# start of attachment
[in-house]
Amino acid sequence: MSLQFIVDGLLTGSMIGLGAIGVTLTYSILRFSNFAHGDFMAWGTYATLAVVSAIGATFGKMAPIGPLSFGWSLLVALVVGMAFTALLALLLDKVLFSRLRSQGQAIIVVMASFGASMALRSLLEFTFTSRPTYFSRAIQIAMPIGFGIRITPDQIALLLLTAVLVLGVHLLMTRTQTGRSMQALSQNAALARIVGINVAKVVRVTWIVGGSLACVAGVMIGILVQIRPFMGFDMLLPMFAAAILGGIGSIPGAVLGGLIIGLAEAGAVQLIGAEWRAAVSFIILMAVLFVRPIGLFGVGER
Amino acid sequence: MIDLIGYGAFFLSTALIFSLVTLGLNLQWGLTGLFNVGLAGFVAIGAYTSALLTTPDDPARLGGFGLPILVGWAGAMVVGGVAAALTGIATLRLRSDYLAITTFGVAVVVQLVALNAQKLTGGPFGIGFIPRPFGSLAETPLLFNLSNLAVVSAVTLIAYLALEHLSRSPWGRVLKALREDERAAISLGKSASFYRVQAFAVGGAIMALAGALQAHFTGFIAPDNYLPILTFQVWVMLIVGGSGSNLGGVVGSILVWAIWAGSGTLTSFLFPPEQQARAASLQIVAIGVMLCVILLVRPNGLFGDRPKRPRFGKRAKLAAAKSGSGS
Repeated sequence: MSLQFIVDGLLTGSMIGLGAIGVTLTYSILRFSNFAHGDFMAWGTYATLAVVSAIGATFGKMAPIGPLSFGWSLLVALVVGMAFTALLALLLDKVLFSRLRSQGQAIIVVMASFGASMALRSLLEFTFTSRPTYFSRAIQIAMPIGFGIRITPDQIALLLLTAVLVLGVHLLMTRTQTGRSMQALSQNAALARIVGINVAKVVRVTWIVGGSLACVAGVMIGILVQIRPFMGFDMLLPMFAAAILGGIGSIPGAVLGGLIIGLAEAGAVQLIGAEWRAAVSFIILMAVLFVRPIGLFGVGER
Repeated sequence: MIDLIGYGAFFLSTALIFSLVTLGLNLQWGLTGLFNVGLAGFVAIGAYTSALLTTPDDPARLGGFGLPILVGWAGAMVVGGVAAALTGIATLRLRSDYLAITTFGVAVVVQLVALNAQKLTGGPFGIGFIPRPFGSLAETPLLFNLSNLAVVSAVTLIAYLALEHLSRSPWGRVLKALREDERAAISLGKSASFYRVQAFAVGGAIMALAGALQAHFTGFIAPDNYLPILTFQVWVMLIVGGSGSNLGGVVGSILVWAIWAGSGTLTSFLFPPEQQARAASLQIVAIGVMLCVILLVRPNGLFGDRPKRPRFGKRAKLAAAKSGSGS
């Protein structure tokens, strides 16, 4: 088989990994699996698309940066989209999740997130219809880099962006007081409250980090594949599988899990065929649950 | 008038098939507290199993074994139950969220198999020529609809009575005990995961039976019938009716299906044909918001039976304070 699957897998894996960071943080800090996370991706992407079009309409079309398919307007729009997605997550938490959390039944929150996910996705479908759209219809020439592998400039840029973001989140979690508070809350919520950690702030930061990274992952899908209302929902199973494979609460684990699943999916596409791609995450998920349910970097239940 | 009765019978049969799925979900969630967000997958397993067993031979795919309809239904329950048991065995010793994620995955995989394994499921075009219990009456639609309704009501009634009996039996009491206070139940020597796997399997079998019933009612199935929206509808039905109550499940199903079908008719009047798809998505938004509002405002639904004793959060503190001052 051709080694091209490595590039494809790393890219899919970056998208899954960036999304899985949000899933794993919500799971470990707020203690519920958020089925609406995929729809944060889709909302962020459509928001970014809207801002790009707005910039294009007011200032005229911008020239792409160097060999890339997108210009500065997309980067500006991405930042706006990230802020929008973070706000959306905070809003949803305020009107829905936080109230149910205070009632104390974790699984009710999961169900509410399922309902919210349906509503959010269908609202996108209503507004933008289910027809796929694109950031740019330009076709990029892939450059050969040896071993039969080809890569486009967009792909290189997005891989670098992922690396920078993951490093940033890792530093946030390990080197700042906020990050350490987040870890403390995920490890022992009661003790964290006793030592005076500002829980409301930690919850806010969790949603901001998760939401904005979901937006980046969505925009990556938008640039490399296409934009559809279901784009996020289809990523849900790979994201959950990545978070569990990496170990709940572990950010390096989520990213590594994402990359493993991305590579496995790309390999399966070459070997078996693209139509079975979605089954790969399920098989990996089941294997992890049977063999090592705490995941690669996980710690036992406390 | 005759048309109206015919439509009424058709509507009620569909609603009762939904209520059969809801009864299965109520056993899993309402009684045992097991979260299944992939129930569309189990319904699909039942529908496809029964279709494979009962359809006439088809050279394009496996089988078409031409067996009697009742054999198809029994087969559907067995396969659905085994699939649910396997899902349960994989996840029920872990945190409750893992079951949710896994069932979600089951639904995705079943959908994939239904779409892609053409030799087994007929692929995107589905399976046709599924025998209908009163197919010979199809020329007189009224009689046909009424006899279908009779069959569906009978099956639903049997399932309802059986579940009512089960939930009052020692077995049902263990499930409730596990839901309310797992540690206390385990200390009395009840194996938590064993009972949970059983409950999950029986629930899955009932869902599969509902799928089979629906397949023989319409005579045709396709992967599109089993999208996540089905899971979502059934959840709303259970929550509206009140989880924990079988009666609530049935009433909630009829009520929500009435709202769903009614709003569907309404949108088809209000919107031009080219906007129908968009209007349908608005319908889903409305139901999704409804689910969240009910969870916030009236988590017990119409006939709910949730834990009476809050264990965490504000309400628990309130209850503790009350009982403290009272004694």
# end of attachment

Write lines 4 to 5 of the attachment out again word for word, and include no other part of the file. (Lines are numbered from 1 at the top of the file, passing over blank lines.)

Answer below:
Repeated sequence: MSLQFIVDGLLTGSMIGLGAIGVTLTYSILRFSNFAHGDFMAWGTYATLAVVSAIGATFGKMAPIGPLSFGWSLLVALVVGMAFTALLALLLDKVLFSRLRSQGQAIIVVMASFGASMALRSLLEFTFTSRPTYFSRAIQIAMPIGFGIRITPDQIALLLLTAVLVLGVHLLMTRTQTGRSMQALSQNAALARIVGINVAKVVRVTWIVGGSLACVAGVMIGILVQIRPFMGFDMLLPMFAAAILGGIGSIPGAVLGGLIIGLAEAGAVQLIGAEWRAAVSFIILMAVLFVRPIGLFGVGER
Repeated sequence: MIDLIGYGAFFLSTALIFSLVTLGLNLQWGLTGLFNVGLAGFVAIGAYTSALLTTPDDPARLGGFGLPILVGWAGAMVVGGVAAALTGIATLRLRSDYLAITTFGVAVVVQLVALNAQKLTGGPFGIGFIPRPFGSLAETPLLFNLSNLAVVSAVTLIAYLALEHLSRSPWGRVLKALREDERAAISLGKSASFYRVQAFAVGGAIMALAGALQAHFTGFIAPDNYLPILTFQVWVMLIVGGSGSNLGGVVGSILVWAIWAGSGTLTSFLFPPEQQARAASLQIVAIGVMLCVILLVRPNGLFGDRPKRPRFGKRAKLAAAKSGSGS